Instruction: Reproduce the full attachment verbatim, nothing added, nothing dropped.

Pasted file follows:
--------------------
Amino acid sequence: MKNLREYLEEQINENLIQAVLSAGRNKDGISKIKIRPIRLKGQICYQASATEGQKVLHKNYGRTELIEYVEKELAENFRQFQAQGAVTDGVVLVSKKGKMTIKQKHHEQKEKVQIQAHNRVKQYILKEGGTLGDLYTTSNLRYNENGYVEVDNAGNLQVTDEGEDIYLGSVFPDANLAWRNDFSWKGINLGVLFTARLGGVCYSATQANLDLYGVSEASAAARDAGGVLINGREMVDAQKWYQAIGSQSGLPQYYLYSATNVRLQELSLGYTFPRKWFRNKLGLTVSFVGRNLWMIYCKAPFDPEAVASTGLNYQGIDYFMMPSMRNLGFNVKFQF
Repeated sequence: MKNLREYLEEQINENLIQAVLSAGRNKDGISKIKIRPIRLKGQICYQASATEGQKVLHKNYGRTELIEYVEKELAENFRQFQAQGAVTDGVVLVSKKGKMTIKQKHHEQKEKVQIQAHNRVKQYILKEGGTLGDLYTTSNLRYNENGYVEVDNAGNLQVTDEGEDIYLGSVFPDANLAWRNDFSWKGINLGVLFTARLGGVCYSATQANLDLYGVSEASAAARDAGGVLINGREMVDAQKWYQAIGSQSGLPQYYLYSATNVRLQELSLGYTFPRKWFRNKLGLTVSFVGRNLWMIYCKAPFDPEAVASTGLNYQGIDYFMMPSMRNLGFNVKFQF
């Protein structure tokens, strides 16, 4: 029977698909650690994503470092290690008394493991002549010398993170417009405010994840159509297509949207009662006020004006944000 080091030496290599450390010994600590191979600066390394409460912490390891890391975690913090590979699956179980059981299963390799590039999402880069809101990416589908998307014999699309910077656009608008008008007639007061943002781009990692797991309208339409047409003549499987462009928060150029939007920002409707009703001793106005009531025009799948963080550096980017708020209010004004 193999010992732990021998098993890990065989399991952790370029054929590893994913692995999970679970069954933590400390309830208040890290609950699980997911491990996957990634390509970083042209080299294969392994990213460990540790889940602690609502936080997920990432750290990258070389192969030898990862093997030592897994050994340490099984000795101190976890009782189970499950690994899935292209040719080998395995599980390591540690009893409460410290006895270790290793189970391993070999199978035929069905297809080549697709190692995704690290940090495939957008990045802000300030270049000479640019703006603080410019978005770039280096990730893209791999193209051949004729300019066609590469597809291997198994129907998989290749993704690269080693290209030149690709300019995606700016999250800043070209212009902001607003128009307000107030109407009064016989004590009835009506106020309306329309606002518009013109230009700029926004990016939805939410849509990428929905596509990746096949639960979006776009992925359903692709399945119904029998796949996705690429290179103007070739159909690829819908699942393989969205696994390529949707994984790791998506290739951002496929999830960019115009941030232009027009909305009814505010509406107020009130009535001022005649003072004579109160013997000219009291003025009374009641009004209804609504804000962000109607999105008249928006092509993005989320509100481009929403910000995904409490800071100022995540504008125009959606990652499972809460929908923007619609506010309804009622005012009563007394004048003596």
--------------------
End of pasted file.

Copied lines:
Amino acid sequence: MKNLREYLEEQINENLIQAVLSAGRNKDGISKIKIRPIRLKGQICYQASATEGQKVLHKNYGRTELIEYVEKELAENFRQFQAQGAVTDGVVLVSKKGKMTIKQKHHEQKEKVQIQAHNRVKQYILKEGGTLGDLYTTSNLRYNENGYVEVDNAGNLQVTDEGEDIYLGSVFPDANLAWRNDFSWKGINLGVLFTARLGGVCYSATQANLDLYGVSEASAAARDAGGVLINGREMVDAQKWYQAIGSQSGLPQYYLYSATNVRLQELSLGYTFPRKWFRNKLGLTVSFVGRNLWMIYCKAPFDPEAVASTGLNYQGIDYFMMPSMRNLGFNVKFQF
Repeated sequence: MKNLREYLEEQINENLIQAVLSAGRNKDGISKIKIRPIRLKGQICYQASATEGQKVLHKNYGRTELIEYVEKELAENFRQFQAQGAVTDGVVLVSKKGKMTIKQKHHEQKEKVQIQAHNRVKQYILKEGGTLGDLYTTSNLRYNENGYVEVDNAGNLQVTDEGEDIYLGSVFPDANLAWRNDFSWKGINLGVLFTARLGGVCYSATQANLDLYGVSEASAAARDAGGVLINGREMVDAQKWYQAIGSQSGLPQYYLYSATNVRLQELSLGYTFPRKWFRNKLGLTVSFVGRNLWMIYCKAPFDPEAVASTGLNYQGIDYFMMPSMRNLGFNVKFQF
């Protein structure tokens, strides 16, 4: 029977698909650690994503470092290690008394493991002549010398993170417009405010994840159509297509949207009662006020004006944000 080091030496290599450390010994600590191979600066390394409460912490390891890391975690913090590979699956179980059981299963390799590039999402880069809101990416589908998307014999699309910077656009608008008008007639007061943002781009990692797991309208339409047409003549499987462009928060150029939007920002409707009703001793106005009531025009799948963080550096980017708020209010004004 193999010992732990021998098993890990065989399991952790370029054929590893994913692995999970679970069954933590400390309830208040890290609950699980997911491990996957990634390509970083042209080299294969392994990213460990540790889940602690609502936080997920990432750290990258070389192969030898990862093997030592897994050994340490099984000795101190976890009782189970499950690994899935292209040719080998395995599980390591540690009893409460410290006895270790290793189970391993070999199978035929069905297809080549697709190692995704690290940090495939957008990045802000300030270049000479640019703006603080410019978005770039280096990730893209791999193209051949004729300019066609590469597809291997198994129907998989290749993704690269080693290209030149690709300019995606700016999250800043070209212009902001607003128009307000107030109407009064016989004590009835009506106020309306329309606002518009013109230009700029926004990016939805939410849509990428929905596509990746096949639960979006776009992925359903692709399945119904029998796949996705690429290179103007070739159909690829819908699942393989969205696994390529949707994984790791998506290739951002496929999830960019115009941030232009027009909305009814505010509406107020009130009535001022005649003072004579109160013997000219009291003025009374009641009004209804609504804000962000109607999105008249928006092509993005989320509100481009929403910000995904409490800071100022995540504008125009959606990652499972809460929908923007619609506010309804009622005012009563007394004048003596």